Our very own Josh serving as a camp counselor this summer.

Sharing his love for children, his gift of leading, and his silliness to help teach kids about Jesus.

The Wednesday Word Devotional – “For Everything There is a Season”
by Julie Hart, Director of Connectional Ministries

For everything there is a season, and a time for every purpose under heaven. Ecclesiastes 3:1

I recently sat down with a woman from church who was preparing for a big change in her life. She had spent her adult life caring for others – her students, her children, her husband. Taking care of others is what she did, who she was. And now, aside from her dog, she was entering a new season of her life where she would only be responsible for taking care of herself.

Perhaps this is a season that you have already lived through. Maybe your kids grew up making you an empty nester. Perhaps you retired from a job that gave you purpose. Or your significant other exited your home by way of divorce, death, or need of greater care. There are a lot of paths that bring us into this season. Perhaps this path lies not behind you but in front of you. And maybe this season is all too familiar for you.

I grew up in Salt Lake City Utah, which (unlike Las Vegas) has four distinct seasons. And each season requires different wardrobes, different tools, different schedules, and different preparations. When summer came, our bikes moved to the front of the garage and the patio furniture cushions came out. When fall came, we put away the garden hose and pulled out the rakes. It was quite a production winterizing the house in addition to putting the lawn mower away and getting the snow blower out. And spring cleaning was a whole event each year.

Every season was met with both excitement and sadness. The end of summer meant no more week-night slumber parties, but it meant brand new school supplies and clothes. The end of winter meant no more dragging our toboggans with us to slide down the hill at recess, but the monkey bars wouldn’t be too cold to hold onto. Every season meant saying hello to something while goodbye to something else. So back to the woman I started with. Back to her season.

As I sat with her and listened to the changes that were coming and what she was going to do to fill the time and space that not being a caregiver was going to bring, all I kept hearing was ways that she could give to others, do for others. For the first time in decades, she had a chance to just care for herself. She was going to be in a place where she could do what she wanted whenever she wanted. And all she wanted to do was to serve.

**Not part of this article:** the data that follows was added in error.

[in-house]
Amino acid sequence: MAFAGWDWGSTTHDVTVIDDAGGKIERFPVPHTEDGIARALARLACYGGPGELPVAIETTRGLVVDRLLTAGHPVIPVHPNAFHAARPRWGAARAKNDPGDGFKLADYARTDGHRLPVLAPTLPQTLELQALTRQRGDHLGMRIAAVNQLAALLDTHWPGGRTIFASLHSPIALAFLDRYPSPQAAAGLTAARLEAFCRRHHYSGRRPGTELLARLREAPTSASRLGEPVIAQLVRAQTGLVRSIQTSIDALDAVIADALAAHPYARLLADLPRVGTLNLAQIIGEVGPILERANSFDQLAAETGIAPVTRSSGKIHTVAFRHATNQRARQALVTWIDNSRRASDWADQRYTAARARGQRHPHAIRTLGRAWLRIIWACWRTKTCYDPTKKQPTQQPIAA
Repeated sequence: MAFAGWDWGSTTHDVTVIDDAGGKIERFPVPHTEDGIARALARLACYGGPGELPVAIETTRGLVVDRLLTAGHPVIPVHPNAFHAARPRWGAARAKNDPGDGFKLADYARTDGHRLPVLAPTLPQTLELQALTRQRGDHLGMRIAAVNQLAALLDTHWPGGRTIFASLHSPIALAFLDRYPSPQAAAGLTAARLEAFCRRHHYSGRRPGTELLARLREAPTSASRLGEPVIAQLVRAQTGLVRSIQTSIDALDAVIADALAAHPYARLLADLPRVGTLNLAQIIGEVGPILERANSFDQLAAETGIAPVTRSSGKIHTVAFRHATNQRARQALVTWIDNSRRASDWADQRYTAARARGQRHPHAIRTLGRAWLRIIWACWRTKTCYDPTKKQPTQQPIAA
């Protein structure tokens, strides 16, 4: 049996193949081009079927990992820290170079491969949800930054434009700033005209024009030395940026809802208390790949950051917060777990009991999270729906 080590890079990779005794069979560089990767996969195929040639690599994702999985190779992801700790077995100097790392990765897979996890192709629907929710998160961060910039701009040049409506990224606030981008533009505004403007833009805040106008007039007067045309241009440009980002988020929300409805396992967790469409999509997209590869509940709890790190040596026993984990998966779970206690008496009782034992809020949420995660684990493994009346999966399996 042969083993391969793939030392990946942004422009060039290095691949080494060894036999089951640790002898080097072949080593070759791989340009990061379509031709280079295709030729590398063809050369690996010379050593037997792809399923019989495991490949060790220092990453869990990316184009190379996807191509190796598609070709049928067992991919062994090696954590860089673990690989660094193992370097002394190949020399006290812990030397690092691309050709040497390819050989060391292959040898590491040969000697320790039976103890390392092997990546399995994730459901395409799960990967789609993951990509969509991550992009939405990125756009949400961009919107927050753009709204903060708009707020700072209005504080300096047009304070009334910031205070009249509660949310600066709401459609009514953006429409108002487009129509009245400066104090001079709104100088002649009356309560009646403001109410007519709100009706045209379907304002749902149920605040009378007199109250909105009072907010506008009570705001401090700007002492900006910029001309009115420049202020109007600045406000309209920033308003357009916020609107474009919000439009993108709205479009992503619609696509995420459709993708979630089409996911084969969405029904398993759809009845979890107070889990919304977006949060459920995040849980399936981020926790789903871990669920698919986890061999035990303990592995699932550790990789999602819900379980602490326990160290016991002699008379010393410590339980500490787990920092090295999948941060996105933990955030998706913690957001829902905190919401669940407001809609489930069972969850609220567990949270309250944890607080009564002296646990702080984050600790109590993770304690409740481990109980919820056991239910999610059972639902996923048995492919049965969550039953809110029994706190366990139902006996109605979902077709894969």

It made me realize that no matter what season we are at in our lives and in our faith stories, serving God is meant to be a part of it. Even as little children, we are taught to serve. We see that in our own church. In Sunday school the children serve by singing in church, making cards for vets, and doing random acts of kindness around campus. When they become teenagers and enter youth group, they continue to serve by volunteering at the community garden, going on mission trips, serving as camp counselors, helping at the pantry. I see young adults serving in the church leading mom’s groups and Bible studies, playing in the band, helping at VBS. And I see many retired seniors in the church participating in the behind-the-scenes work that makes
church happen every Sunday: folding bulletins, preparing the communion elements, restocking the pews, serving on committees. There is always a place and a way for us to serve.

It is in serving others that we discover who we are. I believe that service is a gift not just to those we serve, but to ourselves. When we are helping, we are connecting — to those we are serving as well as those who are serving beside us. Helping others gives us purpose and pleasure and it triggers the part of our brain that reduces stress. Helping gives us hope. And, most importantly, helping others helps us to fulfill God’s greatest commandments that we read about in Matthew 22, which are to “love the Lord thy God with all thy heart” and to “love thy neighbor as thyself.”

To everything there is a season and a way to be in service. So here are a few questions that might help you to think about the season that you are in and the ways in which God might be calling you to serve.
• What are the things that you are passionate about? Is it children? The environment? Talking about Jesus?
• What are the things that you are good at? Is it teaching? Organizing? Comforting? Technology?
• Where do you see problems? Is it the widow next door who has no-one to shop for her? Is it your child (or grandchild’s) school teacher who needs people to read with his students? Is it hunger? Poverty? Injustice?
• Who in your neighborhood, family, community, or church is God nudging you to help?
• What is one small problem or need that could use your passion and talent to address?

Dear Lord. I come to you in this season of my life ready to serve, ready to give, ready to follow your great commandments. Help me to recognize the places and people around me whose needs line up with my gifts. And help me to use the gifts that you have given me to love my neighbors.